Reductions in Parent Interest in Receiving Antibiotics following a 90-Second Video Intervention in Outpatient Pediatric Clinics

J Pediatr. 2020 Oct:225:138-145.e1. doi: 10.1016/j.jpeds.2020.06.027. Epub 2020 Jun 15.

Abstract

Objectives: To assess the impact of a 90-second animated video on parents' interest in receiving an antibiotic for their child.

Study design: This pre-post test study enrolled English and Spanish speaking parents (n = 1051) of children ages 1-5 years presenting with acute respiratory tract infection symptoms. Before meeting with their provider, parents rated their interest in receiving an antibiotic for their child, answered 6 true/false antibiotic knowledge questions, viewed the video, and then rated their antibiotic interest again. Parents rated their interest in receiving an antibiotic using a visual analogue scale ranging from 0 to 100, with 0 being "I definitely do not want an antibiotic," 50 "Neutral," and 100 "I absolutely want an antibiotic."

Results: Parents were 84% female, with a mean age of 32 ± 6.0, 26.0% had a high school education or less, 15% were black, and 19% were Hispanic. After watching the video, parents' average antibiotic interest ratings decreased by 10 points (mean, 57.0 ± 20 to M ± 21; P < .0001). Among parents with the highest initial antibiotic interest ratings (≥60), even greater decreases were observed (83.0 ± 12.0 to 63.4 ± 22; P < .0001) with more than one-half (52%) rating their interest in the low or neutral ranges after watching the video.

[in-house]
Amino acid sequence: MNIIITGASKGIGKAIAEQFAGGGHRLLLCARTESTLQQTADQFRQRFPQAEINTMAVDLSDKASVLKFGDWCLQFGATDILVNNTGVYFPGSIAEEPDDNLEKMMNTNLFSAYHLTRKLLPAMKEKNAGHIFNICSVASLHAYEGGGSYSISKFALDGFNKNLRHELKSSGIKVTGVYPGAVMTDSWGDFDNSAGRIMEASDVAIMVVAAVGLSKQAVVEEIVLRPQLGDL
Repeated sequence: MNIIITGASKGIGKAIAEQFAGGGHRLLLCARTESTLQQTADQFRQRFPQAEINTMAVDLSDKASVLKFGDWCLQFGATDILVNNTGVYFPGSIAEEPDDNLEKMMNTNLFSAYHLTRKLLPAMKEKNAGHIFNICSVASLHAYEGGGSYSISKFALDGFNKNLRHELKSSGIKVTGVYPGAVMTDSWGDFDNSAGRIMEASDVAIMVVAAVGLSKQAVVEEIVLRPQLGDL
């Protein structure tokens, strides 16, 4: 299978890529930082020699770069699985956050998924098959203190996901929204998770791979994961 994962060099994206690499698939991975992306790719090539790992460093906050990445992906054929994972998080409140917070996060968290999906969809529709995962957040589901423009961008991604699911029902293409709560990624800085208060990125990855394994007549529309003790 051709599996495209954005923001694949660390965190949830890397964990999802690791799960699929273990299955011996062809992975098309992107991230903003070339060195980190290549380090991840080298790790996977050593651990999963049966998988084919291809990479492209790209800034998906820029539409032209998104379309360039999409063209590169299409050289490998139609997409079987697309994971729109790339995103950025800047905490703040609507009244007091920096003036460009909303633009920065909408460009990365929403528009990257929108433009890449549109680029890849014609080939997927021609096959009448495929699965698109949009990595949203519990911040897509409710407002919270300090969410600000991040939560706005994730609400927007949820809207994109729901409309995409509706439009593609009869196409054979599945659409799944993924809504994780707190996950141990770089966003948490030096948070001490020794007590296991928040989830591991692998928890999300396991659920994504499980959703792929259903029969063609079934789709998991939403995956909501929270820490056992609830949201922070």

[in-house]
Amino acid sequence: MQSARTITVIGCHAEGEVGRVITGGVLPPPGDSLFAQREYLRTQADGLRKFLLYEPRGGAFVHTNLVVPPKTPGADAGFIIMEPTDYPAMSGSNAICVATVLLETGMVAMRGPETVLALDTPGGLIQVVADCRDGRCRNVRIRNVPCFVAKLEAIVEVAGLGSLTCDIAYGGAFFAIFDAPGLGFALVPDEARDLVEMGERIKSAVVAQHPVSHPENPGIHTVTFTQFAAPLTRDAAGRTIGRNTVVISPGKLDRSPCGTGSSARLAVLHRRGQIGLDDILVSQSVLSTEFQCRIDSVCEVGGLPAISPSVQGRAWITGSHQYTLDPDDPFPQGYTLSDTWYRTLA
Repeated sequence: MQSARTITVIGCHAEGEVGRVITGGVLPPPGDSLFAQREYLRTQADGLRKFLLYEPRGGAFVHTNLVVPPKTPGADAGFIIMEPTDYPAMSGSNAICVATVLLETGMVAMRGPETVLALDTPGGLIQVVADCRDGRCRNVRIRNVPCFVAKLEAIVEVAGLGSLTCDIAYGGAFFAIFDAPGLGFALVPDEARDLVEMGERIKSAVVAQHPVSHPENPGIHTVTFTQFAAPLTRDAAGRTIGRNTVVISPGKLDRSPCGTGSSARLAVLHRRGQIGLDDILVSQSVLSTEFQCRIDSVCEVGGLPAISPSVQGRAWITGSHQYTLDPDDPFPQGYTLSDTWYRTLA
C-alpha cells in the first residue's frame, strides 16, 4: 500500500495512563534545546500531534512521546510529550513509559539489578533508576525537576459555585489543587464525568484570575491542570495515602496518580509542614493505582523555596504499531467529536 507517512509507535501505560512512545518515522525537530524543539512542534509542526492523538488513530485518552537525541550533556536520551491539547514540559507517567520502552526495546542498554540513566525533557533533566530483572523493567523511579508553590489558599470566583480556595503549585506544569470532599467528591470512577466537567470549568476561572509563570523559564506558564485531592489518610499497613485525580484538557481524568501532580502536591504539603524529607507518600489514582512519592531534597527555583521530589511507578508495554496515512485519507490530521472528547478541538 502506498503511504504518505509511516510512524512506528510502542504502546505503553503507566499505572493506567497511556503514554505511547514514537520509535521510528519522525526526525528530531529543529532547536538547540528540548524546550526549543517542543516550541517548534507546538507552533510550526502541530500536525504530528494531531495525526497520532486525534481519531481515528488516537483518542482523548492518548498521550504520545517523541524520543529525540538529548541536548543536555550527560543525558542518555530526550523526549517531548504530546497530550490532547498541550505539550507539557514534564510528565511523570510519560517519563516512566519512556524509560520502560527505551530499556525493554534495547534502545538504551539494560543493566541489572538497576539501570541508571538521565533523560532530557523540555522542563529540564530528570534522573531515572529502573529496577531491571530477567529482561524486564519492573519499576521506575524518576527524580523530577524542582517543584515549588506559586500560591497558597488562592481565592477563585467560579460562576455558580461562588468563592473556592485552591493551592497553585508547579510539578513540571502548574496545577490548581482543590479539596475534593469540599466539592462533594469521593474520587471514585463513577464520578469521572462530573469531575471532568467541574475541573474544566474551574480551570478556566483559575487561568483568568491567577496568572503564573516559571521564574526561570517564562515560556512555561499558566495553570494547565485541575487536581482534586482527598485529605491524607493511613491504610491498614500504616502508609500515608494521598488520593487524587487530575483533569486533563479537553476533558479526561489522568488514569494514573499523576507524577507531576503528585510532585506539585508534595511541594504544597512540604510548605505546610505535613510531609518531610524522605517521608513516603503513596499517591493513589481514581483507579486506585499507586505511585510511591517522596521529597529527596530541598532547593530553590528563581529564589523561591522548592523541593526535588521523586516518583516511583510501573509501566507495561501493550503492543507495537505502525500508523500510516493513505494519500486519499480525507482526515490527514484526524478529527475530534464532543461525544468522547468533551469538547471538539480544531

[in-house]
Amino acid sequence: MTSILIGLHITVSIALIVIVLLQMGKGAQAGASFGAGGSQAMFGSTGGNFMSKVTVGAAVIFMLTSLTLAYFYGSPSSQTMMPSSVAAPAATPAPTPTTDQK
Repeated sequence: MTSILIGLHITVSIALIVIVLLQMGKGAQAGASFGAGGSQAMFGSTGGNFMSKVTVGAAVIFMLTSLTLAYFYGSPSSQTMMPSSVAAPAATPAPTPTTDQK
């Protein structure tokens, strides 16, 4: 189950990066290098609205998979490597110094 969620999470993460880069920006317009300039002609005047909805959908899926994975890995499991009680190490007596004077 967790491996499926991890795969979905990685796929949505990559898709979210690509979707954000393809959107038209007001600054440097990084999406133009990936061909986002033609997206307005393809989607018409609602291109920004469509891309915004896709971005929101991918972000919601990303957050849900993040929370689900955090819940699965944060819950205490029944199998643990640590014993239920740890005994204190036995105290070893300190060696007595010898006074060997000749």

Conclusions: A 90-second video can decrease parents' interest in receiving antibiotics, especially among those with higher baseline interest. This scalable intervention could be used in a variety of settings to reduce parents' interest in receiving antibiotics.

Trial registration: ClinicalTrials.gov: NCT03037112.

Publication types

  • Randomized Controlled Trial
  • Research Support, Non-U.S. Gov't

MeSH terms

  • Adolescent
  • Adult
  • Ambulatory Care / statistics & numerical data
  • Anti-Bacterial Agents / therapeutic use*
  • Child, Preschool
  • Female
  • Health Knowledge, Attitudes, Practice
  • Humans
  • Infant
  • Male
  • Middle Aged
  • Parents / psychology*
  • Patient Education as Topic / methods*
  • Respiratory Tract Infections / drug therapy
  • Surveys and Questionnaires
  • Video Recording*
  • Young Adult

Substances

  • Anti-Bacterial Agents

Associated data

  • ClinicalTrials.gov/NCT03037112